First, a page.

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. Last Updated: 07/27/2016

Entrepreneurs Defend the Privatization Push

At a time when privatization is under attack from parliament, managers of privatized enterprises are rushing to its defense.

Leaders of a new lobby, the Association of Private and Privatizing Enterprises, said Tuesday that they would press politicians not to repeal the privatization campaign.

"We had no intention to meddle with politics", said Leonid Kubarev, general director of the Kuibyshev Elektrozavod factory in Moscow and co-chair of the managing committee of the association. "But it is now necessary to exert our influence on politics, because politics are hindering us".

The association will hold its founding congress next week, and expects to host 1, 500 managers of enterprises from more than 80 Russian regions.

"Managers of any kind of business need a government with clearly defined boundaries of authority", Kubarev said. "The rules of the game should not change suddenly".

Kubarev said that his workers would oppose any attempt to turn it back into state property.

The new association wants to capitalize on the latent support privatization appears to enjoy among industrial managers. While some lawmakers who are also factory directors have vilified Yeltsin and his privatization program in parliament, privately they are asking for details on how to privatize, said Pyotr Filippov, co-chair of the association and a prominent pro-reform parliamentarian who heads the privatization committee.

"This is a sign that if the political message isn't getting through, economically, the message is getting through", Filippov has said in the past.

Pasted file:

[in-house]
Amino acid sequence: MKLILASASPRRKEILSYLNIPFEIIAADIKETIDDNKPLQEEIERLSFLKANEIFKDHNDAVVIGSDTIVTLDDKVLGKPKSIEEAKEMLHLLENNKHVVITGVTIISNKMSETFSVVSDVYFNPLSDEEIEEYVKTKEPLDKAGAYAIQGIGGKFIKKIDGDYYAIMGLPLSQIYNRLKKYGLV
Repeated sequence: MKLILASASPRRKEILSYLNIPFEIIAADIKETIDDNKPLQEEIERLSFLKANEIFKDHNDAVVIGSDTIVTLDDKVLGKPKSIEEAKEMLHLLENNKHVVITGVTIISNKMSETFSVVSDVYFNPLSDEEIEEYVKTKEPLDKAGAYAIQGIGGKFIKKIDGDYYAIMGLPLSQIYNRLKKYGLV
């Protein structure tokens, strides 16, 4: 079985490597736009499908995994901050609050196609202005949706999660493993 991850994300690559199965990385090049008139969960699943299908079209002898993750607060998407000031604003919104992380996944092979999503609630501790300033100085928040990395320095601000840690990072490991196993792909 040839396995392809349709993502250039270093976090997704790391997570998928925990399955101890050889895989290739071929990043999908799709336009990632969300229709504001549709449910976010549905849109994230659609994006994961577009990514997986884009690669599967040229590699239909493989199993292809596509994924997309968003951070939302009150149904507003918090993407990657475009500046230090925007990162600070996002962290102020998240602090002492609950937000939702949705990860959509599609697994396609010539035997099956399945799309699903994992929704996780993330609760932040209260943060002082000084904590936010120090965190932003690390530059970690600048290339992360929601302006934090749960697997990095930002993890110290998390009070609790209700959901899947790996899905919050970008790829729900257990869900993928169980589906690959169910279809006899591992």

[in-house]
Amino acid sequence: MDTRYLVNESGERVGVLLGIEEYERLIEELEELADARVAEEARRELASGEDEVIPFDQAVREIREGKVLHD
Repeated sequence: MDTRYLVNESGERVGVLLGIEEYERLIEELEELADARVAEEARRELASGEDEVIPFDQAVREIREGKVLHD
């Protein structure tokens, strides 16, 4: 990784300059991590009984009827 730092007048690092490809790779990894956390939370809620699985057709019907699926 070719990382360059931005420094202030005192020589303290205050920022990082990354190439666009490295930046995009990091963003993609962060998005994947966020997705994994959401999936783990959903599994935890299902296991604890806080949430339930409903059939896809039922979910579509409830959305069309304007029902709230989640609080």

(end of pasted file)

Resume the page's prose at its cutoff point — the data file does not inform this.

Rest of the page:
The association was set up last fall not as a lobby for privatization, but to offer support for managers trying to switch to a privately owned company in the midst of economic chaos, said Kubarev.

Filippov said the group was forced to change its orientation because factions such as the conservative Union of Industrialists and Entrepreneurs headed by Arkady Volsky started lobbying for a slow-down or reversal of privatization.

Like the Industrialists Union, the association now has its own set of experts, who not only advise managers on legal issues but also try to influence the drafting of law, and government taxes and subsidies, Filippov said.

More than 300 large enterprises and thousands of small businesses have already been privatized, but conservatives in parliament have attempted to repeal the program or to insert an option that would give all shares directly to the workers. Already, workers at many of the privatized enterprises have managed to get a majority of shares.

Filippov said that worker control posed a risk to privatization, as workers are unlikely to keep their own salaries low or fire themselves, even though enterprises need to cut costs and many workers have become superfluous.

But Filippov said that some workers were selling their shares to raise money, enabling potential investors to obtain a large enough stake to give them a say in the factory and ensure cost-efficient management.